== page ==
While attending the South Carolina Book Festival in Columbia last weekend, I met a delightful fellow named Timmons Pettigrew. A memorable name, right? We were on the same panel, along with a gentleman named H.H. “Bubba” Von Harten Jr. Can you imagine the poor audience trying to keep our names straight! Anyway, he has written a book on one of my favorite subjects–beer. His new 144-page book is called Charleston Beer: A High-Gravity History of Lowcountry Brewing (History Press, 2011). So, I asked if he’d like to do a guest blog to promote his new book and he happily agreed. Here is some information he would like to share:
Five Things You Don’t Know about Charleston Beer
1. Charleston’s oldest known brewery and retail beer outlet is The Beer Cellar, operating as early as 1732. It was located at the corner of what is today East Bay Street and Elliott Street downtown, one block from Charleston Beer Exchange, the crown jewel of craft beer retail in Charleston today!
2. Edmund Egan ran a brewery in Charleston in the 1770′s. His beer was so good that local tavern operators would reject beer imported from Philadelphia and Connecticut in favor of his. His original benefactor was a merchant my trade, and he had to sell a particular batch of Philadelphia beer at a loss on the open market because everyone favored Egan’s local brew!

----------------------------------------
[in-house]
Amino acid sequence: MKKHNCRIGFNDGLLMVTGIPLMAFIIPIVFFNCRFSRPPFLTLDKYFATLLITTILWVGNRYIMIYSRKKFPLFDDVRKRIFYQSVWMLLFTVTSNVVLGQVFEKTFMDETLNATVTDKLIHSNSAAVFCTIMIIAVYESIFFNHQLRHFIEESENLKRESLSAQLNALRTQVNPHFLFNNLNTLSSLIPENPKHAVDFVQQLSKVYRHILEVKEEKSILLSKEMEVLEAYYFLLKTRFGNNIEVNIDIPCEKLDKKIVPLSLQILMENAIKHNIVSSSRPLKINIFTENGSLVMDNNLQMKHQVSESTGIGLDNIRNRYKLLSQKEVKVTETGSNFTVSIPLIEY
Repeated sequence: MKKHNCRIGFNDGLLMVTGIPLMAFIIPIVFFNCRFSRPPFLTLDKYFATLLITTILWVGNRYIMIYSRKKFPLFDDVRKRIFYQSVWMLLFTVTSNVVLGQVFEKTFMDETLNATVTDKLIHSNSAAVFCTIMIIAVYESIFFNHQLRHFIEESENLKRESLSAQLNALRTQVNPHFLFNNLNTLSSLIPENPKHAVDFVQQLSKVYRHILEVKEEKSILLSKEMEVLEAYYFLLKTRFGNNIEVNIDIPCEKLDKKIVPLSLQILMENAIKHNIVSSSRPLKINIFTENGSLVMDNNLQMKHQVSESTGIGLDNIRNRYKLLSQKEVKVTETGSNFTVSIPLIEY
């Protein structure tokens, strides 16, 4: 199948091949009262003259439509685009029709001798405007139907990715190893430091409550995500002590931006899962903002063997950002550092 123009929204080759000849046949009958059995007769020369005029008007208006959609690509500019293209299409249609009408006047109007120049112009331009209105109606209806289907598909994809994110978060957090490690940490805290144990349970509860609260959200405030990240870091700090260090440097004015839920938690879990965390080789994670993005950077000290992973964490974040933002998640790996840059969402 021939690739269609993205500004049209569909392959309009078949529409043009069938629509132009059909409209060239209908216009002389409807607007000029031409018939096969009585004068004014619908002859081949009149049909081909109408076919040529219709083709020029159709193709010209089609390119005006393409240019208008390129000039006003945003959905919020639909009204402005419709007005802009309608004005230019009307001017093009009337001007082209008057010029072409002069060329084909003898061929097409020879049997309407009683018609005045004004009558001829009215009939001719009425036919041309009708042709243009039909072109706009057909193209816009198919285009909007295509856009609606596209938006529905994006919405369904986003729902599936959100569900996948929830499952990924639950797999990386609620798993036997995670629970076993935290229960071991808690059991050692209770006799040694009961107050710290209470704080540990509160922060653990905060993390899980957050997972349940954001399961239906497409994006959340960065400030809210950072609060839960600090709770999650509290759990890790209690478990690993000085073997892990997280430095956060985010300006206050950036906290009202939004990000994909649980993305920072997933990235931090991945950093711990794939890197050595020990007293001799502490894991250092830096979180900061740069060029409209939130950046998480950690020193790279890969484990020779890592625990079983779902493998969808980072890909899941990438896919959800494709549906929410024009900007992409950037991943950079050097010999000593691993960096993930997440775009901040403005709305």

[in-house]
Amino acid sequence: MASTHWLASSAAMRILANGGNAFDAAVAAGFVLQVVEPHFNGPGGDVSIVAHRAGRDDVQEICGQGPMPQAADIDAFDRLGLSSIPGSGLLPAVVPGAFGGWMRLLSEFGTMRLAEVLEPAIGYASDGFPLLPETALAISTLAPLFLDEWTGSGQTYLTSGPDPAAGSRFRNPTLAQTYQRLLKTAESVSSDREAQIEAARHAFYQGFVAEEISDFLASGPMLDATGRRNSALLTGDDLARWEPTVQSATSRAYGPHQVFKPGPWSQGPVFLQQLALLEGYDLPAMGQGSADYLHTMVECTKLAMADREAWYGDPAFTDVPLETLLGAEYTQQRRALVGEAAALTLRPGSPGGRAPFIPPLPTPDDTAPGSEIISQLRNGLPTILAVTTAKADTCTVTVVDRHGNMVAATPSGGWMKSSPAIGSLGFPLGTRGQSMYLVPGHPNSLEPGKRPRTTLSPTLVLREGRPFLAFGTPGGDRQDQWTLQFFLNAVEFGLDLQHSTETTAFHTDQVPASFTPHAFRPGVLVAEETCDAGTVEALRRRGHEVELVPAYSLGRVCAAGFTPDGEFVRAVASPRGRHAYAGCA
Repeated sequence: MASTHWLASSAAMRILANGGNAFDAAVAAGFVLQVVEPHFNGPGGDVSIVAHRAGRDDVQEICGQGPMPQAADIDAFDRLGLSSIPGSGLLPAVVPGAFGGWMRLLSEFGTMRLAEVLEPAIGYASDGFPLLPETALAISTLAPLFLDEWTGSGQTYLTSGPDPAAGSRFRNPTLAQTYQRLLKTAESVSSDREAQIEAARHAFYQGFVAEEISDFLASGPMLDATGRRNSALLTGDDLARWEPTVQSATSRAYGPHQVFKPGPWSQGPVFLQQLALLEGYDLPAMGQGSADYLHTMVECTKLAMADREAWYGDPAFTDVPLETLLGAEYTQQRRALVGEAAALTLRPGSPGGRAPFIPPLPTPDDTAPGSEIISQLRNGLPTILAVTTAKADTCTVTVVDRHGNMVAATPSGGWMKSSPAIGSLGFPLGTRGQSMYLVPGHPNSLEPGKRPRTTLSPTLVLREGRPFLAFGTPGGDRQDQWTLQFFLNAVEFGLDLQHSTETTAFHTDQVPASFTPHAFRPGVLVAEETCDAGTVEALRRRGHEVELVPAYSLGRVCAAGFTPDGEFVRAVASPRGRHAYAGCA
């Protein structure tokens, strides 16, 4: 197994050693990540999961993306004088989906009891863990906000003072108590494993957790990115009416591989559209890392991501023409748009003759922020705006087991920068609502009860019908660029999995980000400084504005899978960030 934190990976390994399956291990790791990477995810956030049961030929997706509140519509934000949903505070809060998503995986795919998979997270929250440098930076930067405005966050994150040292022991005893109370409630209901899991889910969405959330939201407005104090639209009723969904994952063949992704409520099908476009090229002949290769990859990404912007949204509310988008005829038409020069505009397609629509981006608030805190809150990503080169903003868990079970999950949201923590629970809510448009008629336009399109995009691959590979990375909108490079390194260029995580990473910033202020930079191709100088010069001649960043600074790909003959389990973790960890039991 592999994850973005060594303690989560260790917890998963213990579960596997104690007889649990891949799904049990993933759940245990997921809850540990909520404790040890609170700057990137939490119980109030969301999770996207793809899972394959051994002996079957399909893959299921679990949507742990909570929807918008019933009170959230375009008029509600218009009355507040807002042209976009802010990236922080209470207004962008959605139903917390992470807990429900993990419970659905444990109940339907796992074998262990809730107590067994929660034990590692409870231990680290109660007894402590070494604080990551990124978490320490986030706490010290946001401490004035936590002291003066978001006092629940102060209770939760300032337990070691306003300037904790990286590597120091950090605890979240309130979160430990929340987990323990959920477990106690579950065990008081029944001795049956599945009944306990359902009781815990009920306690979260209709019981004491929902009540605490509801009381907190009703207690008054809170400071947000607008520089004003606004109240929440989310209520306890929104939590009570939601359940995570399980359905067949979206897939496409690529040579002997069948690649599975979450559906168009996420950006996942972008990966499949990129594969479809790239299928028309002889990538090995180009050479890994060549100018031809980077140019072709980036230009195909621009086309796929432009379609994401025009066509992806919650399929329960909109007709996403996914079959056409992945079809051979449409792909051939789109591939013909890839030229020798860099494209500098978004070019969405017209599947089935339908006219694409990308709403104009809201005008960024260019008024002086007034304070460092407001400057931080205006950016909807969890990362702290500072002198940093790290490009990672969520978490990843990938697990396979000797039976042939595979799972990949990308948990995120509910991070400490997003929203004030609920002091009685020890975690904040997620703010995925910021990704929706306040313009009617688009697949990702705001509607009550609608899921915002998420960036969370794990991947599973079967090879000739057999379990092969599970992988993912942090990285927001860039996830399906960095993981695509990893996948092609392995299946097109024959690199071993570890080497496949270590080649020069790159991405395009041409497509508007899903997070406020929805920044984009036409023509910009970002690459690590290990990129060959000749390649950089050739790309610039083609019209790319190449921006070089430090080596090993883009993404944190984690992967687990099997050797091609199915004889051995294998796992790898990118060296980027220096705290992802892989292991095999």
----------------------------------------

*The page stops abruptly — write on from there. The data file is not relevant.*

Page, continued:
3. South Carolina had a Dispensary System in the late 1800′s, under which the state government was the only agency allowed to sell alcohol in the state. The editorial board of Charleston’s paper, The News and Courier, was a very vocal opponent. Before Ben Tillman was elected governor and enacted the policy, the paper personally attacked him printing that his supporters “haveno toothbrushes and comb their hair with their fingers.” Tillman replied that their “editor bestrides the state like a colossus, while we poor men,whose boots he ain’t fit to lick, are crawling under him seeking dishonored graves”[sic].
4. Charleston’s last major brewery, Germania Brewing collapsed under bankruptcy in 1916, the same year South Carolina signed prohibition into law. There were no commercial breweries in South Carolina form 1916 to 1994, when Palmetto Brewing opened its doors in Charleston. They are still open today, making them the state’s oldest still-operating brewery.
5. Today there are four craft breweries located in Charleston, accounting for about half of the breweries in the state, with at least two breweries in planning. Charleston loves craft beer!
If you’d like to learn more about this fun subject or Timmons book, check out http://chsbeer.org/